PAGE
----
My tween daughter is constantly bursting with emotions. Like when I told her the Taylor Swift t-shirts I ordered weren’t going to arrive in time for the concert.
I thought I ordered 2 day shipping but apparently I ordered 17 day shipping (which is a slightly less popular shipping alternative). However, I still wasn’t worried because I tend to think of Amazon workers as magicians.
So I called up Amazon and explained the dire problem. I really expected they would get on their rainbow unicorns and fly the t-shirts to me immediately but all they said was, “We could cancel your order. ”
Wait, what? No rainbow unicorn? What about coming to my house before the concert and hand painting my daughters some Taylor Swift t-shirts? No?
I thought about contacting the Taylor Swift squad but figured they were too busy standing around her looking glam.
I finally was out of options.
I turned to my two oldest daughters and said, “Girls. The Taylor Swift shirts aren’t coming. But I’ll buy you t-shirts at the concert if they aren’t too crazy expensive.”
One of my daughters started sobbing. Just complete and total devastation.
I wanted to feel more sympathetic. I really did. Because I know in her world – this is important. But I was a little jaded by the fact that she had cried all the way to school that very morning because we wouldn’t let her wear pajama shorts to school on dress down day.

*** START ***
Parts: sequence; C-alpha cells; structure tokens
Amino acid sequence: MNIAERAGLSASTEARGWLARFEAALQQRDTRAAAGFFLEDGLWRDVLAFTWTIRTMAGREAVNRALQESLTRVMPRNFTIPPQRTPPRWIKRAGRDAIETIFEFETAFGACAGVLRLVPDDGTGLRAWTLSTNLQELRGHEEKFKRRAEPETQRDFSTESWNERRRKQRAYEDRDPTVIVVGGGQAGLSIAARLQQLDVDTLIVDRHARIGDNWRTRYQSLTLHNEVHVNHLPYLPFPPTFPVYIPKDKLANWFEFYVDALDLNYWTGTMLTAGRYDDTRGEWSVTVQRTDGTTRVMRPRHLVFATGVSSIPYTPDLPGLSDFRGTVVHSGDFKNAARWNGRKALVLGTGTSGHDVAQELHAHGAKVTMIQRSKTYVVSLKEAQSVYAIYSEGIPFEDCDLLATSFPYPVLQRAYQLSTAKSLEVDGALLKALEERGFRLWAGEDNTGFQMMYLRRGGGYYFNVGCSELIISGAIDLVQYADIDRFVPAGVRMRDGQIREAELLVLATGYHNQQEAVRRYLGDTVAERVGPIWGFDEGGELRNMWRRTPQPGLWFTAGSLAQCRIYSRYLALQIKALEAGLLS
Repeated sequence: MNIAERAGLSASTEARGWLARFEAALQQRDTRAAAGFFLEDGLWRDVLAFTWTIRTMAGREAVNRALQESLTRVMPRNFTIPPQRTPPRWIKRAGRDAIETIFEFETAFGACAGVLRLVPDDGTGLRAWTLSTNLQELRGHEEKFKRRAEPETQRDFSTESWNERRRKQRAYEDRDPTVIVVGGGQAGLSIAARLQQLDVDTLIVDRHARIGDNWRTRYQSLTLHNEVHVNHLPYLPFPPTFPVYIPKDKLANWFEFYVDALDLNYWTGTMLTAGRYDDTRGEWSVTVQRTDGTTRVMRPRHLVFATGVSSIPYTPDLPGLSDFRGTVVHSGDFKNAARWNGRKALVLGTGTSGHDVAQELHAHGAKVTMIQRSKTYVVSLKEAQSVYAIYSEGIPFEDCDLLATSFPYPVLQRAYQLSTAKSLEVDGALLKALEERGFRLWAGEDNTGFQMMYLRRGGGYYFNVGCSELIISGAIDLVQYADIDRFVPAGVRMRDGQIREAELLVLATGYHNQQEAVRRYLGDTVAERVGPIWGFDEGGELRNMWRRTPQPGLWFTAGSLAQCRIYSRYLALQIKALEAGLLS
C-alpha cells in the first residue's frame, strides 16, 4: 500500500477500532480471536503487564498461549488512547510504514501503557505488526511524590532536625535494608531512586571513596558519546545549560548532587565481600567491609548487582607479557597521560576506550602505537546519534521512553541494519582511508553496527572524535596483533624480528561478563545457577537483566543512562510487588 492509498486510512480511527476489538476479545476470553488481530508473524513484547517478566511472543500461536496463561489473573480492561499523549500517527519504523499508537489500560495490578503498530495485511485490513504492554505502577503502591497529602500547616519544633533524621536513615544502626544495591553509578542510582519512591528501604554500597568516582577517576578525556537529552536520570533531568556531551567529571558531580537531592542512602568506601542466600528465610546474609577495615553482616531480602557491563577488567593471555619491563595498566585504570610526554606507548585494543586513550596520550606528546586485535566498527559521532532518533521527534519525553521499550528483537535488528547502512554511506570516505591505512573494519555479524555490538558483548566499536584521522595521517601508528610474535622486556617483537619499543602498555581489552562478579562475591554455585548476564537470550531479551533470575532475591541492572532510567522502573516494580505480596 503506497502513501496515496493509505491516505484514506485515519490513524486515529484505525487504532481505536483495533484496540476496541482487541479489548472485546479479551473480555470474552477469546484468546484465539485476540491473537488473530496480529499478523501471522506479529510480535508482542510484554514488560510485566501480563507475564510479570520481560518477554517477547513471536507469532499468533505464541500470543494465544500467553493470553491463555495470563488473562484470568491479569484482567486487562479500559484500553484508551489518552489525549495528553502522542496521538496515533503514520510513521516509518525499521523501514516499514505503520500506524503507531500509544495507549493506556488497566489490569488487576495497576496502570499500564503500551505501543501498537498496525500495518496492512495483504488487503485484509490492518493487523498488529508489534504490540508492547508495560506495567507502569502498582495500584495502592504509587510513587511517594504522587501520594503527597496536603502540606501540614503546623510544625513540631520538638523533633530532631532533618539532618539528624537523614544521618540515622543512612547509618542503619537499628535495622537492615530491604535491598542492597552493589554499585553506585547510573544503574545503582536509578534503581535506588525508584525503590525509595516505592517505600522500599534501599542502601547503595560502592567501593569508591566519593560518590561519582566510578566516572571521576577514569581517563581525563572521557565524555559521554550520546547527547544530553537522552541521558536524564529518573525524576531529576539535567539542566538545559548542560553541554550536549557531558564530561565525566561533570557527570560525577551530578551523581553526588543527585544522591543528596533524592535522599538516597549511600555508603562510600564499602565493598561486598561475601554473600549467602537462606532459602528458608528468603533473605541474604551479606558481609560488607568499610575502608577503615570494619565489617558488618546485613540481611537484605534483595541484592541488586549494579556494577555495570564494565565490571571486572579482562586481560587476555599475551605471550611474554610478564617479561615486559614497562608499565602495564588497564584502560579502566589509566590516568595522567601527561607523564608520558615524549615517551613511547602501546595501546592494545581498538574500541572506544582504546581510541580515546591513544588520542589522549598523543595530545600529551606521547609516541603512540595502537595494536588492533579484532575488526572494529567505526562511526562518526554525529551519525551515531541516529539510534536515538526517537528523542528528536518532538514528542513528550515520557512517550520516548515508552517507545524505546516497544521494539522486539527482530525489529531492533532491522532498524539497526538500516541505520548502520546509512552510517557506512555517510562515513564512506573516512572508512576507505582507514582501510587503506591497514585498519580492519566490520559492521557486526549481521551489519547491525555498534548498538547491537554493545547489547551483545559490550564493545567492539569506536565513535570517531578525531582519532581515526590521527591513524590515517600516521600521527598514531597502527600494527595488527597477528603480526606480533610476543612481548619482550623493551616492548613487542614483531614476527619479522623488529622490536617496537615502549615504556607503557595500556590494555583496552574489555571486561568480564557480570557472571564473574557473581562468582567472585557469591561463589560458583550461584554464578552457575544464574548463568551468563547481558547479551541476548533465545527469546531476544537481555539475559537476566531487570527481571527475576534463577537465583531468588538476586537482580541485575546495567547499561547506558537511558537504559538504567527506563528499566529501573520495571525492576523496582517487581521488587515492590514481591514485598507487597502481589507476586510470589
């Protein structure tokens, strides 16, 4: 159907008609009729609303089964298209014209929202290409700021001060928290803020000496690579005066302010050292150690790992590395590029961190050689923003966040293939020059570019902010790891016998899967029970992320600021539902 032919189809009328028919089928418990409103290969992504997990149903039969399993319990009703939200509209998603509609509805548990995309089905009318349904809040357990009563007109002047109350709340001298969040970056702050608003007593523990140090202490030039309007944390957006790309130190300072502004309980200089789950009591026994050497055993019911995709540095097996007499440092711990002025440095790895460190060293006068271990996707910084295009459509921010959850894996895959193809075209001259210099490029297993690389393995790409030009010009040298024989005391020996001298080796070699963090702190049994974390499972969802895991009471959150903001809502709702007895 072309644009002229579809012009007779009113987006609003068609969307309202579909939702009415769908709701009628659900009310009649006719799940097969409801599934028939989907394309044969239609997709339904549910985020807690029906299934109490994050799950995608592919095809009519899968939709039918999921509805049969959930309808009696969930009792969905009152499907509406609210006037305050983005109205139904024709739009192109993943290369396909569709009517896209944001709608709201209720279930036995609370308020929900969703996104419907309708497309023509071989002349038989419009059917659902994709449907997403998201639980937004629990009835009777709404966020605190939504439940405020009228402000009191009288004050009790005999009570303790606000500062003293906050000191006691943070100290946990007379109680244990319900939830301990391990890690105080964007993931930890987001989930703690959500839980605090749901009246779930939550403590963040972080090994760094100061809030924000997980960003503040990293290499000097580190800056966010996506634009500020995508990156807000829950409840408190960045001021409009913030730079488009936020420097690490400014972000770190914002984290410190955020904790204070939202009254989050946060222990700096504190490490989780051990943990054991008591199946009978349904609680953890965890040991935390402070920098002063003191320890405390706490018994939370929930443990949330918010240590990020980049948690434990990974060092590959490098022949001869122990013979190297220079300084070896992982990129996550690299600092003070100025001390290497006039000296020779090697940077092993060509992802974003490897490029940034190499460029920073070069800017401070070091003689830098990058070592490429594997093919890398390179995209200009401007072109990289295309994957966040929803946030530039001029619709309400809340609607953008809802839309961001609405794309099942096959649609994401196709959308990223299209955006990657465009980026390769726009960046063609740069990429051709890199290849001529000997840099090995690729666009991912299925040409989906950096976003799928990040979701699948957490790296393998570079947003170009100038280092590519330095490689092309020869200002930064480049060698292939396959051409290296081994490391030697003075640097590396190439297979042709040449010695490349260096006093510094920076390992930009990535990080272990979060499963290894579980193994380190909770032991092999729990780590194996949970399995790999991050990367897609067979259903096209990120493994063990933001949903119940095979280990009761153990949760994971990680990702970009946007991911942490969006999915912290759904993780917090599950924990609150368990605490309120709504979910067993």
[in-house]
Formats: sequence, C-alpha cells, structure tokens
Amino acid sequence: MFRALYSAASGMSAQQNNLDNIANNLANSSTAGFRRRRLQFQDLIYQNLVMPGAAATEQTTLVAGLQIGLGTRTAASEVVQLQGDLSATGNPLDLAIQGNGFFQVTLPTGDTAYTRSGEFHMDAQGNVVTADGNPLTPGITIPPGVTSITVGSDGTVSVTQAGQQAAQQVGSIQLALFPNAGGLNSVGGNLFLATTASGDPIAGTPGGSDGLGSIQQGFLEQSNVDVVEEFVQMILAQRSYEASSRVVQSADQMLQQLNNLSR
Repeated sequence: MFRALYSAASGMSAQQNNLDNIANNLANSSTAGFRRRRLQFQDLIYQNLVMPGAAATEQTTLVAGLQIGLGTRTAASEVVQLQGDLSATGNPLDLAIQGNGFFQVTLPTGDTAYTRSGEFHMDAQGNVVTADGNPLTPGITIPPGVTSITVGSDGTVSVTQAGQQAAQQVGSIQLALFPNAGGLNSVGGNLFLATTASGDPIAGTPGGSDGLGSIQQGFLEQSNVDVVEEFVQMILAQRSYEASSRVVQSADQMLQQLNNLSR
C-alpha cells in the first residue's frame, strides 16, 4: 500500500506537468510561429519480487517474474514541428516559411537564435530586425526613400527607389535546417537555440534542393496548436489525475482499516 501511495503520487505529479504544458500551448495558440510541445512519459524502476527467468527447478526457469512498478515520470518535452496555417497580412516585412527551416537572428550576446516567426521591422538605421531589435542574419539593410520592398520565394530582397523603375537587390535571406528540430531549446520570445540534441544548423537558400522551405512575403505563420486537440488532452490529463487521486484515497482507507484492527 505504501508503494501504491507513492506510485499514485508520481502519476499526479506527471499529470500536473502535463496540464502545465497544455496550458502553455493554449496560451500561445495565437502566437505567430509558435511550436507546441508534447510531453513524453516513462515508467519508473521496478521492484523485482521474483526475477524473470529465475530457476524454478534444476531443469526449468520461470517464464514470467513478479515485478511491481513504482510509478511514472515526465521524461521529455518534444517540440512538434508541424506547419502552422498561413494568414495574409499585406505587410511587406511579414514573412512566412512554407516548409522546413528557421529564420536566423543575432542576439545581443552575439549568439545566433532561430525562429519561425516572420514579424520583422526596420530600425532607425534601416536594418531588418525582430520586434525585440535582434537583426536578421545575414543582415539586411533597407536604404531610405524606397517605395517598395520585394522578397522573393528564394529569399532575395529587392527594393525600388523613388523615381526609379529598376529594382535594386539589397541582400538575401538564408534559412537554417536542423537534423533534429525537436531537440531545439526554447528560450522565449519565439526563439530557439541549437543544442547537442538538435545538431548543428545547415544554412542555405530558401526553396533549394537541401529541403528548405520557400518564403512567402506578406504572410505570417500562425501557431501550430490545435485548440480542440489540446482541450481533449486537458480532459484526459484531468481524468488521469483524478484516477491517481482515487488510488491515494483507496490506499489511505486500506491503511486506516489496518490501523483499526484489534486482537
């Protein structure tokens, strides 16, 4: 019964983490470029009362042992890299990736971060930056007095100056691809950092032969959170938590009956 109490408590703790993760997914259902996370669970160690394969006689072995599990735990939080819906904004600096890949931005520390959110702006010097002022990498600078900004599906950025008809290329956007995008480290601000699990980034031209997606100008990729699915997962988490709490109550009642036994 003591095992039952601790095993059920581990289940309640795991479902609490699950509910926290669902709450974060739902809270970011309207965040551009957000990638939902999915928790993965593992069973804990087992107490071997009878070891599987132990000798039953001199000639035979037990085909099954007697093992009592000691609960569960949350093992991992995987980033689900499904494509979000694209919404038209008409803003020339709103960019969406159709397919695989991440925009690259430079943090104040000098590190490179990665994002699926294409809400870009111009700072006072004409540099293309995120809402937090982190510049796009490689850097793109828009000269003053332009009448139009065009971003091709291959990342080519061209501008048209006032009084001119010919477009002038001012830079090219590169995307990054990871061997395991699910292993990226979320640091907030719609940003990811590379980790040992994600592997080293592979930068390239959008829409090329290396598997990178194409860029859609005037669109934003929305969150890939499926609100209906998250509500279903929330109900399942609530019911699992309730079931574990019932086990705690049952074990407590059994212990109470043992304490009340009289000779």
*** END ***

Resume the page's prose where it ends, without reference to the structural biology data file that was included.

Pajamas shorts. To school.
Okay, she insisted they weren’t pajamas shorts but I promise anyone would sleep very comfortably in them. And they look like pajamas shorts. And I’m reasonably confident she keeps them with her pajamas. So case closed.
In theory, I want to let my children express their feelings. But then sometimes I really want them to bottle up their emotions, smile and say, “Gosh mom, you’re right. We’re so lucky to even be going to the Taylor Swift concert. A t-shirt would just be an embarrassment of riches! And by the way, you look fantastic today. It’s like you get younger and younger.”
From everything I’ve read and heard, you don’t want to get into a tug of war with a tween. The key (apparently) is to remain calm, let them passionately express their feelings and then it subsides.
I just wish it wasn’t so loud before the subsiding part. With so much foot stomping. And door slamming. And huffing. It’s sort of exhausting.
My sobbing daughter finally calmed down and is once again excited for the concert. I hope they love it. Hopefully it will be a Taylor Swift lovin’ tween girls’ dream. As magical as a rainbow unicorn. Even if they have to enjoy it in an ordinary t-shirt from Target.